Research scientists at the University of Iceland and Flinders University in Australia have developed a virtual realty so that anyone can "dive" around the shipwreck of the Dutch merchant vessel Melckmeyt, that sank by the island Flatey in Breiðarfjörð in October 360 years ago.
Research scientists have thus succeeded in combining information technology, virtual reality, archaeology, and history, in line with the University of Iceland's special emphasis on enhancing the use of IT. It is safe to say that the research approach is completely novel. The research scientists have also published an article in IEEE Proceedings on their study and the innovative way to present the results. (https://ieeexplore.ieee.org/document/8812007)
"The main product of the research, my doctoral thesis, will probably be read by no more than a hundred people or so, but this approach enables thousands - potentially millions - to access the results in an interesting way," says Kevin Martin, doctoral student at the University Iceland who led the research on the wreck. The study forms part of his doctoral project on the Danish retail monopoly in Iceland from 1602 to 1787.
"Using virtual reality you can dive down to the wreck without dipping your toe in water," Kevin says with a laugh. "We have been able to reproduce the bottom of the sea in high definition, so technically speaking the public viewing the scene may spot something on the wreck that we missed on our diving expeditions!"
A completely new approach using digital archaeology
The wreck of the Melckmeyt (the Milk maiden) was found in 1992 and has been preserved exceptionally well. Kevin Martin has studied the wreck in recent years alongside scientists from the Netherlands and Australia. His supervisor is Gavin Lucas, Professor of archaeology at the University of Iceland.
According to Kevin specialists in digital archaeology at Flinders University have been instrumental in developing solutions that make exploring the wreck possible for the public. The experience is in 3D and with a 360° radius. This solution shows the wreck itself as it was in the moments after it sank," says Kevin.
The diving is now accessible on youtube
The virtual dive, originally designed for an exhibition at Reykjavík Maritime Museum, takes three minutes, and by using certain equipment, VR glasses and headphones, the environment can be experienced by turning your head this way and that, you can sense changes in your surroundings and hear the sounds of the deep. It is also possible to dive using smart devices, phones or tablets.
The research team John McCarthy (Flinders University), Kevin Martin (University of Iceland), Fraser Cameron (Iceland Dive Expeditions) and Héðinn Þorkelsson (Diving Island). "Studying this wreck is very important to the history of Icelanders and their interactions with the Danish and the Dutch. This is one of the oldest wrecks discovered in this part of the world, providing insight into this period of Icelandic history when the Danes were very dominant, holding a monopoly on Icelandic commerce for 200 years," says Kevin. PHOTO/Héðinn Þorkelsson.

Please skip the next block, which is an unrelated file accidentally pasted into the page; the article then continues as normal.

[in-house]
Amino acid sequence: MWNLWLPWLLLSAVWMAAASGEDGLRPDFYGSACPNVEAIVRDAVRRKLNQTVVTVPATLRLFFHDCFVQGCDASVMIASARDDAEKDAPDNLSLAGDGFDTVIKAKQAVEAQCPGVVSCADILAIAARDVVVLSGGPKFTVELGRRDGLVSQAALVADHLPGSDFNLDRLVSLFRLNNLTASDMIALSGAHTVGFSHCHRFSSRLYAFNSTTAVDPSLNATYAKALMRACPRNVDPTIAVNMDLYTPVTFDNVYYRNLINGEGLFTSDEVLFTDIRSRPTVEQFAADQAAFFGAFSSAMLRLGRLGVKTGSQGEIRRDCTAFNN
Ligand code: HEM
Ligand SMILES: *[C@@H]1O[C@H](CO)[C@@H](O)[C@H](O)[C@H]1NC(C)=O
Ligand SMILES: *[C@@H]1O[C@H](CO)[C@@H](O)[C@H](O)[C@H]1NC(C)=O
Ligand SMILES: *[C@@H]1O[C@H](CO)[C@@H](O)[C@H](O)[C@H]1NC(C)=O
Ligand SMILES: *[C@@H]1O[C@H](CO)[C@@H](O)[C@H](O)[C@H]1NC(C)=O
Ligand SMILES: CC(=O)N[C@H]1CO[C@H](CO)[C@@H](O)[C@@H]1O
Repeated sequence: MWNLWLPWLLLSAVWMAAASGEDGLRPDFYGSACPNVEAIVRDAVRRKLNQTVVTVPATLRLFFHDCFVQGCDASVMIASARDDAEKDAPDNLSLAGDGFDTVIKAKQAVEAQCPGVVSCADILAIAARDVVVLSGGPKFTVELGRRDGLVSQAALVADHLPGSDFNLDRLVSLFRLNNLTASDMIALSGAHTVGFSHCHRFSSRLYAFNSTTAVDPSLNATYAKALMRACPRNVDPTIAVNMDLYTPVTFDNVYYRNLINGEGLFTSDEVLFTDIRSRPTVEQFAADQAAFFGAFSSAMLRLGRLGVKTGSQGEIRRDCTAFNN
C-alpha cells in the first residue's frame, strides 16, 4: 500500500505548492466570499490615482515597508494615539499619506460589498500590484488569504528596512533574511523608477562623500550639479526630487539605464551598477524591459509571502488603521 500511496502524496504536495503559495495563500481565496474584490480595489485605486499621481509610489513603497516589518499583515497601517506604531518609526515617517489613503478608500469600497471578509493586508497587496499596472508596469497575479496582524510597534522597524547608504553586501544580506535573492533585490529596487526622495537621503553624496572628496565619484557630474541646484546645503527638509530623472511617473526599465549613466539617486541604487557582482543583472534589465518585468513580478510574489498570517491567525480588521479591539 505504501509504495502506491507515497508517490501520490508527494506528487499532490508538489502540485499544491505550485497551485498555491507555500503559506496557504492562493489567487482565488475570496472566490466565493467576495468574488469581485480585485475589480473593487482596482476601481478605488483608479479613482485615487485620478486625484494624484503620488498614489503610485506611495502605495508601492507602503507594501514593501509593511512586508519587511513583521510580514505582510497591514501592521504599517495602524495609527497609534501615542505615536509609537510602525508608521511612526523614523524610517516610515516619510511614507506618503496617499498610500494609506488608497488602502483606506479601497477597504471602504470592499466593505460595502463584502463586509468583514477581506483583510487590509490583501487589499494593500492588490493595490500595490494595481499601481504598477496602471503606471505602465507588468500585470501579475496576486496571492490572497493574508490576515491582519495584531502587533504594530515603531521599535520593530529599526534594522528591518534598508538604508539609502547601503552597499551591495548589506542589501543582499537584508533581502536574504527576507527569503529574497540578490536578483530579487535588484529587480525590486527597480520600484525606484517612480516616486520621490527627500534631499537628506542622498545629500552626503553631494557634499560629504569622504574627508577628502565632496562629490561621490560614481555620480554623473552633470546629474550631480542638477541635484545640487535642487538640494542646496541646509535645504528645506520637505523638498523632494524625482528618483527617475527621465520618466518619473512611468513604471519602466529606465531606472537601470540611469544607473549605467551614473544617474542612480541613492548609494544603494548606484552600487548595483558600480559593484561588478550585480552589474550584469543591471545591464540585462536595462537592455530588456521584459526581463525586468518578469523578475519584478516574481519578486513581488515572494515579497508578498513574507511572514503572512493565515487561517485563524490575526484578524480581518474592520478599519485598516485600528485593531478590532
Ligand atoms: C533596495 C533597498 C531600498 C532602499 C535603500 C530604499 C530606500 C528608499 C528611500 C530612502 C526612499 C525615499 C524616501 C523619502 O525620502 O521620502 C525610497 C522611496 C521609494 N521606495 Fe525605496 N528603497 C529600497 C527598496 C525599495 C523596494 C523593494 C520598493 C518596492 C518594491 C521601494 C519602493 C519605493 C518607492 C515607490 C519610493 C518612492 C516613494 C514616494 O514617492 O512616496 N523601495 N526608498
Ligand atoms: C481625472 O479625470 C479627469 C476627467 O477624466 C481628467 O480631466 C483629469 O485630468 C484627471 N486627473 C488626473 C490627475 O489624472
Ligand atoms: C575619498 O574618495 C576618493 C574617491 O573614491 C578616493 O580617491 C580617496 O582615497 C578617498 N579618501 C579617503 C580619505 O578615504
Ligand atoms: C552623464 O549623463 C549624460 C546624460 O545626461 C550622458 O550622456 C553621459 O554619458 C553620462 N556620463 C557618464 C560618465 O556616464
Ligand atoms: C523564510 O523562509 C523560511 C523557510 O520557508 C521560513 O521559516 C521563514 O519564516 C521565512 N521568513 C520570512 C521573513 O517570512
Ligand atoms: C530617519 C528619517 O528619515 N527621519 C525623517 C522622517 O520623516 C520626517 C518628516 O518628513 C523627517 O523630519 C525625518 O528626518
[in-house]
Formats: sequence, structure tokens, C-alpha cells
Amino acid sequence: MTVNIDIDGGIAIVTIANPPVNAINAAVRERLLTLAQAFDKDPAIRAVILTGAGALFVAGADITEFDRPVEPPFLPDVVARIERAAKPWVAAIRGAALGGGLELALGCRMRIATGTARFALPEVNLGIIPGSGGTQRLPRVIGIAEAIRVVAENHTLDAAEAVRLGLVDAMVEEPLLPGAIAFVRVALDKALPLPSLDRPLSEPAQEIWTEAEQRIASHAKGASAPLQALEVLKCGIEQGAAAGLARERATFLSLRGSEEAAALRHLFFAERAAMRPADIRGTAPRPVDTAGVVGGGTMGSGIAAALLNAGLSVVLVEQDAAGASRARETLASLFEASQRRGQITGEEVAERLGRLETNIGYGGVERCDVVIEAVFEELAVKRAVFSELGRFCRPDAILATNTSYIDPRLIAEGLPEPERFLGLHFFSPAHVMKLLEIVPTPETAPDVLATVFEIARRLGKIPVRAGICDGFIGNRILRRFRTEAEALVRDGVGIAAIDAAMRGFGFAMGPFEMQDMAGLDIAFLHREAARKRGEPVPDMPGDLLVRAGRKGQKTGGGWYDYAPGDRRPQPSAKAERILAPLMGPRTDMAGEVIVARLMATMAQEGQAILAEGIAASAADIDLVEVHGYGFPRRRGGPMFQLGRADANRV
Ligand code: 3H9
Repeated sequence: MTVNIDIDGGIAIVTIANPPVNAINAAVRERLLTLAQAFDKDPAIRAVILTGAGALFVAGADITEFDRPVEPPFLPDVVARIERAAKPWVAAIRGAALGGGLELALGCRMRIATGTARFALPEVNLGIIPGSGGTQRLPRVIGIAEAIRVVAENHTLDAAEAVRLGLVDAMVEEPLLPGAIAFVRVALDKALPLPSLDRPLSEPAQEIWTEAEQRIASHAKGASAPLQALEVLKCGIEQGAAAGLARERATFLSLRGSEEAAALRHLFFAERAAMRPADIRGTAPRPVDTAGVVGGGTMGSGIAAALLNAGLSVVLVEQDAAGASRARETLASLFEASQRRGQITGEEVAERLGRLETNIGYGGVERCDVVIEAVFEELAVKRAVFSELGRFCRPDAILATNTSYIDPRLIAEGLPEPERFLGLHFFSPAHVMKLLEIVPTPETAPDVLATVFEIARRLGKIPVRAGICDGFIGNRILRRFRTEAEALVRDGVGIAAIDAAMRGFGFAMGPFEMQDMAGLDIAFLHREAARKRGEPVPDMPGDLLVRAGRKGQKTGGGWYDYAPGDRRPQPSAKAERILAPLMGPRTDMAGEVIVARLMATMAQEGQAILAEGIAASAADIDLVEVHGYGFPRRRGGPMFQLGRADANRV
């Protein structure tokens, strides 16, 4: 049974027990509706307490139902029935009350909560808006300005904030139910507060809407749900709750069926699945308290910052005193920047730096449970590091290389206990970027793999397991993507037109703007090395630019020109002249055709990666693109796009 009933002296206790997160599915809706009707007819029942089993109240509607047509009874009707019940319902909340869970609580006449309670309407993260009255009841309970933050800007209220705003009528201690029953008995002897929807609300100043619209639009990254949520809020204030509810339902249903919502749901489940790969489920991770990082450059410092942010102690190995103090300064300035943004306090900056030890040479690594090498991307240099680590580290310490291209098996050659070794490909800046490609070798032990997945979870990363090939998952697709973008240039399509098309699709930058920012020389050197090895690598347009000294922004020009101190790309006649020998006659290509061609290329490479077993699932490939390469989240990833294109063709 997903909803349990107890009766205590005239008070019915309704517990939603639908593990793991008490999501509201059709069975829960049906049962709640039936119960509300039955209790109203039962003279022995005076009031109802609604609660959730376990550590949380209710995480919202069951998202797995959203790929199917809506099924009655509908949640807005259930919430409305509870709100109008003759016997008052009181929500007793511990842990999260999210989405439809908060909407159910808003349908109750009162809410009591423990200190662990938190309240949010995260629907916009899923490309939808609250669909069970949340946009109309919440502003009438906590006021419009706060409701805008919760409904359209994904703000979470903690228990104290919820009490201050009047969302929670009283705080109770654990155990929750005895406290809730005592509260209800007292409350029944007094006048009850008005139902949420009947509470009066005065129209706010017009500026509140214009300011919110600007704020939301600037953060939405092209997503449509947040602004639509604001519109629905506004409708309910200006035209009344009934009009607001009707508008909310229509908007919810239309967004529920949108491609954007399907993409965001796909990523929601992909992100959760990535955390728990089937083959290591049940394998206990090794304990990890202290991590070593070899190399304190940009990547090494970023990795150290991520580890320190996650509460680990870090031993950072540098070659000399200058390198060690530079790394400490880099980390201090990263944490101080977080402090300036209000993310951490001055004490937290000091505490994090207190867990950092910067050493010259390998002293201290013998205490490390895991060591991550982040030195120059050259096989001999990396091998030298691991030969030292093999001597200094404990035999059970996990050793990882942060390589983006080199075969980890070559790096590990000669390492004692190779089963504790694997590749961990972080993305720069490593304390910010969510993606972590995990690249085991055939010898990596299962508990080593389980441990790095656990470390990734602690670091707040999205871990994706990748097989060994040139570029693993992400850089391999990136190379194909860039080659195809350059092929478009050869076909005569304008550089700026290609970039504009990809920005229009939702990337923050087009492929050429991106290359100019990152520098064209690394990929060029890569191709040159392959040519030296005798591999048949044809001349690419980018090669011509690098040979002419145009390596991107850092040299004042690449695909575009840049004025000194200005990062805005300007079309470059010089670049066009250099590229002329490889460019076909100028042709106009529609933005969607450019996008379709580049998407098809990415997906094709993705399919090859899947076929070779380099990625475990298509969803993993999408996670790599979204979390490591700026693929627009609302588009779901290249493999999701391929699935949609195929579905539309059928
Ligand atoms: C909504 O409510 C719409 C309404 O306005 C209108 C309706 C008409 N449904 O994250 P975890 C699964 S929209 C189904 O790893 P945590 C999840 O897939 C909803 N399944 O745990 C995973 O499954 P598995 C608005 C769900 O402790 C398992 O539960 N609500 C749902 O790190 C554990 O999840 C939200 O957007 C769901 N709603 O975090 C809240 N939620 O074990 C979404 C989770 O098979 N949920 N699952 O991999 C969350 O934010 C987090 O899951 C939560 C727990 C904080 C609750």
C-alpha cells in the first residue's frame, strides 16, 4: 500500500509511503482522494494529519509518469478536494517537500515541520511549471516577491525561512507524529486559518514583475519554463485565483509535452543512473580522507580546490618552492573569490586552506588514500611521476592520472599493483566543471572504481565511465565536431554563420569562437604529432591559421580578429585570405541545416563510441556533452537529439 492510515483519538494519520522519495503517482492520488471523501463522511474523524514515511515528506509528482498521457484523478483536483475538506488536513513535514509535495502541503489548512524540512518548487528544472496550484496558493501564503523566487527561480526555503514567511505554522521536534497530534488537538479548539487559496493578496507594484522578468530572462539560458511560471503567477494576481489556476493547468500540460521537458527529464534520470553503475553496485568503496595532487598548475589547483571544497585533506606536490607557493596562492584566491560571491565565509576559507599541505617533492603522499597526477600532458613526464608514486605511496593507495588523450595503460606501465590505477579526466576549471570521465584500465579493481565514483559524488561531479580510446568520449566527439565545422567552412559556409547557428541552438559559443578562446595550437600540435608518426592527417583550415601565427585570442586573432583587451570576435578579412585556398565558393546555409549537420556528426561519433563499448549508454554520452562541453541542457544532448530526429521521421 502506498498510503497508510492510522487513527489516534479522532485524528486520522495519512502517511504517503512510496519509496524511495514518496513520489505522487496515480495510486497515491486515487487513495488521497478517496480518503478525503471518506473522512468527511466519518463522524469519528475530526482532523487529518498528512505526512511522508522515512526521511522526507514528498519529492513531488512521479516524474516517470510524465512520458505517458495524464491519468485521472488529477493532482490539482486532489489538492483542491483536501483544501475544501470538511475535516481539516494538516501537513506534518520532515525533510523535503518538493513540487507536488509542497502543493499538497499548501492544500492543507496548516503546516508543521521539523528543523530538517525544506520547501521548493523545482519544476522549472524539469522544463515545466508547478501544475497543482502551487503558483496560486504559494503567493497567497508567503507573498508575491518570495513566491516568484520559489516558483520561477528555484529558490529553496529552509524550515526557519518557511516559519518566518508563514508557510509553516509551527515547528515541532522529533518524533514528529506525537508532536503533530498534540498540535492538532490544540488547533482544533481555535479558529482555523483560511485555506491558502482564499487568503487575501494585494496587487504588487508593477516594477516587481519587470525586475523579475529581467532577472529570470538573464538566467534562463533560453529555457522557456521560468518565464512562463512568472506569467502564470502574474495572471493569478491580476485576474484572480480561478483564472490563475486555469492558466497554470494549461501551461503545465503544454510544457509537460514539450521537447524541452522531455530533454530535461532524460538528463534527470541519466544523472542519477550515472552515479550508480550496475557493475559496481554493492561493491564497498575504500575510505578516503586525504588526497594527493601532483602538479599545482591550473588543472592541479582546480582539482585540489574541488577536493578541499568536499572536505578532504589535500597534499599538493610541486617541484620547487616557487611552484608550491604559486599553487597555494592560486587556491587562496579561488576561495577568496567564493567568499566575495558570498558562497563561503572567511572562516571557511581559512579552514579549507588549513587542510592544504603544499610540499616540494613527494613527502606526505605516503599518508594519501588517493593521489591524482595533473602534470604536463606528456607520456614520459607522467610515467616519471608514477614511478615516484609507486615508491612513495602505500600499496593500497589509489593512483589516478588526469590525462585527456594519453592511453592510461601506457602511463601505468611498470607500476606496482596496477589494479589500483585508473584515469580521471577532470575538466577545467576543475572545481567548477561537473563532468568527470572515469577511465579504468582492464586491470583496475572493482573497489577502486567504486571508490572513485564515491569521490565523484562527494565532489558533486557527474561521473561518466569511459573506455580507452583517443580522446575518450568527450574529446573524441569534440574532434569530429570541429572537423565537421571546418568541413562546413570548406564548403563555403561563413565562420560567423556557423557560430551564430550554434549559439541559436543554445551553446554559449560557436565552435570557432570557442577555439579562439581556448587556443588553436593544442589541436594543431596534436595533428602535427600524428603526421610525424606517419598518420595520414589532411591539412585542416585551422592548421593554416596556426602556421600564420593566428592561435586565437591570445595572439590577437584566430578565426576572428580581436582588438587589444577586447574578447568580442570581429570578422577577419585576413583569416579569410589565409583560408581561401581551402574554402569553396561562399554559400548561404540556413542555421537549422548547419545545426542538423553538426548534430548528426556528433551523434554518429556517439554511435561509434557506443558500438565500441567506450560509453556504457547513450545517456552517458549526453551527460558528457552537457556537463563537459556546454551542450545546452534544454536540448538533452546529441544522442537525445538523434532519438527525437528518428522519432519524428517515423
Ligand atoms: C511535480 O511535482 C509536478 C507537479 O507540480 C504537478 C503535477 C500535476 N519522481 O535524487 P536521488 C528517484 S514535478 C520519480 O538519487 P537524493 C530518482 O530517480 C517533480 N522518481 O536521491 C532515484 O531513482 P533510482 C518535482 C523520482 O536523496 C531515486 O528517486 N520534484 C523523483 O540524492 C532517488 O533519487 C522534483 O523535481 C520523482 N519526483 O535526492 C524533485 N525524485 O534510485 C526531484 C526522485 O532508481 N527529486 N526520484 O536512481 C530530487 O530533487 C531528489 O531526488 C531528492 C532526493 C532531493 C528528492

Armed Dutch merchant vessel in violation with Danish law
The wreck of Melckmeyt is 33 metres long and is considers to be a type of Ductch vessel known as a flute that was very common in the Seventeenth Century. The arrival of such vessels in Iceland was a great boon to the Icelanders, since the sailors brought various goods that were not available in Iceland. In the Seventeenth Century Icelandic commerce was controlled by a strict Danish monopoly, however, in 1659 a surprise attack by Sweden on Copenhagen barred Danish ships from sailing to Iceland. "The Dutch seized this opportunity and sailed to Iceland on these ships; armed to the teeth under a false Danish flag to engage in much desired trade with the Icelanders. In exchange for fish, wool, and cod liver oil the Icelanders obtained grain, wood and ceramics," says Kevin.
"The Melckmeyt was caught in a terrible storm on Breiðafjörður on 16 October 1659, and the ship sank in the harbour of Flatey, one of the crew died, the whole cargo was lost and the survivours stayed in Hafnarey until the storm subsided.”
Important remnants for Icelandic history
Even though this event was recorded in Icelandic annals it was mostly forgotten until the divers Erlendur Guðmundsson and Sævar Árnason found the wreck in 1992. Bjarni F. Einarsson archeologist then undertook important research of the wreck after the discovery. In 2016 and 2018 Kevin Martin studied the wreck with partners from the Cultural Heritage Agency of the Netherlands and archeologists form Flinders university in Australia, but part of the project involved creating a 3D model of the ship to use in VR.
A video from the archaological study
"Studying this wreck is very important to the history of Icelanders and their interactions with the Danish and the Dutch. This is one of the oldest wrecks discovered in this part of the world, providing insight into this period of Icelandic history when the Danes were very dominant, holding a monopoly on Icelandic commerce for 200 years," says Kevin, who is Irish but has lived in Iceland for almost twenty years.
He says that the existence of the ship shows how Icelanders and Dutchmen eluded the monopoly, even though in this case the business venture failed; the ship was fully loaded when it sank.
Those in Iceland interested in knowing more about the research and the Dutch ship can visit the exhibition devoted to the Melckmeyt at the Reykjavík Maritime Museum, curated by Kevin Martin.
"One of the goals of the exhibition is to show the importance of archaeological finds at the bottom of the sea for Icelanders and their history, and I believe we have achieved that. The exhibition and the VR have been received very positively by the public and from parties engaged in cultural communication in Iceland and elsewhere."
Media coverage of the research and the virtual reality in the last few days: